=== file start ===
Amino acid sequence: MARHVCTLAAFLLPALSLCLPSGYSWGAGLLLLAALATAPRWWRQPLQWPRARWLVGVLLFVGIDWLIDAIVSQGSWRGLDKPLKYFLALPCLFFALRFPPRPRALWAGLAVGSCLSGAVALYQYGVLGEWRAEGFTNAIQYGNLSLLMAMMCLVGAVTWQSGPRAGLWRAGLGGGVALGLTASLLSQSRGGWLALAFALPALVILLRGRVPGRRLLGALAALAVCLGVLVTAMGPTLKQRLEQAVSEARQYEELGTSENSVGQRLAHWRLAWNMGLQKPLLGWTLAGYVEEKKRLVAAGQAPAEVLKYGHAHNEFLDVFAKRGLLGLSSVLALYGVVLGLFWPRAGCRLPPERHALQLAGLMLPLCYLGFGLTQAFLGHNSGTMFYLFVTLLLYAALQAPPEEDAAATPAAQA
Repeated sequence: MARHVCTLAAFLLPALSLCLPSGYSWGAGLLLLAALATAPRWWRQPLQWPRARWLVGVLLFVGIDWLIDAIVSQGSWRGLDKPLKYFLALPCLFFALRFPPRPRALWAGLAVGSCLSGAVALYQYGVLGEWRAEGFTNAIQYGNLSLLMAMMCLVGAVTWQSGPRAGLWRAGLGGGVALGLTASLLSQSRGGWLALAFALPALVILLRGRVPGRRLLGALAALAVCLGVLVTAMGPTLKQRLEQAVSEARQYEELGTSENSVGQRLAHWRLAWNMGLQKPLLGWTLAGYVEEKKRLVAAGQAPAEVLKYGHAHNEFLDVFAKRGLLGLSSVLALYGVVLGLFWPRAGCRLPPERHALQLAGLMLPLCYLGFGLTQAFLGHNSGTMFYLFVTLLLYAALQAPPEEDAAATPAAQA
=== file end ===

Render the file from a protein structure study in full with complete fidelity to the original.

Amino acid sequence: MARHVCTLAAFLLPALSLCLPSGYSWGAGLLLLAALATAPRWWRQPLQWPRARWLVGVLLFVGIDWLIDAIVSQGSWRGLDKPLKYFLALPCLFFALRFPPRPRALWAGLAVGSCLSGAVALYQYGVLGEWRAEGFTNAIQYGNLSLLMAMMCLVGAVTWQSGPRAGLWRAGLGGGVALGLTASLLSQSRGGWLALAFALPALVILLRGRVPGRRLLGALAALAVCLGVLVTAMGPTLKQRLEQAVSEARQYEELGTSENSVGQRLAHWRLAWNMGLQKPLLGWTLAGYVEEKKRLVAAGQAPAEVLKYGHAHNEFLDVFAKRGLLGLSSVLALYGVVLGLFWPRAGCRLPPERHALQLAGLMLPLCYLGFGLTQAFLGHNSGTMFYLFVTLLLYAALQAPPEEDAAATPAAQA
Repeated sequence: MARHVCTLAAFLLPALSLCLPSGYSWGAGLLLLAALATAPRWWRQPLQWPRARWLVGVLLFVGIDWLIDAIVSQGSWRGLDKPLKYFLALPCLFFALRFPPRPRALWAGLAVGSCLSGAVALYQYGVLGEWRAEGFTNAIQYGNLSLLMAMMCLVGAVTWQSGPRAGLWRAGLGGGVALGLTASLLSQSRGGWLALAFALPALVILLRGRVPGRRLLGALAALAVCLGVLVTAMGPTLKQRLEQAVSEARQYEELGTSENSVGQRLAHWRLAWNMGLQKPLLGWTLAGYVEEKKRLVAAGQAPAEVLKYGHAHNEFLDVFAKRGLLGLSSVLALYGVVLGLFWPRAGCRLPPERHALQLAGLMLPLCYLGFGLTQAFLGHNSGTMFYLFVTLLLYAALQAPPEEDAAATPAAQA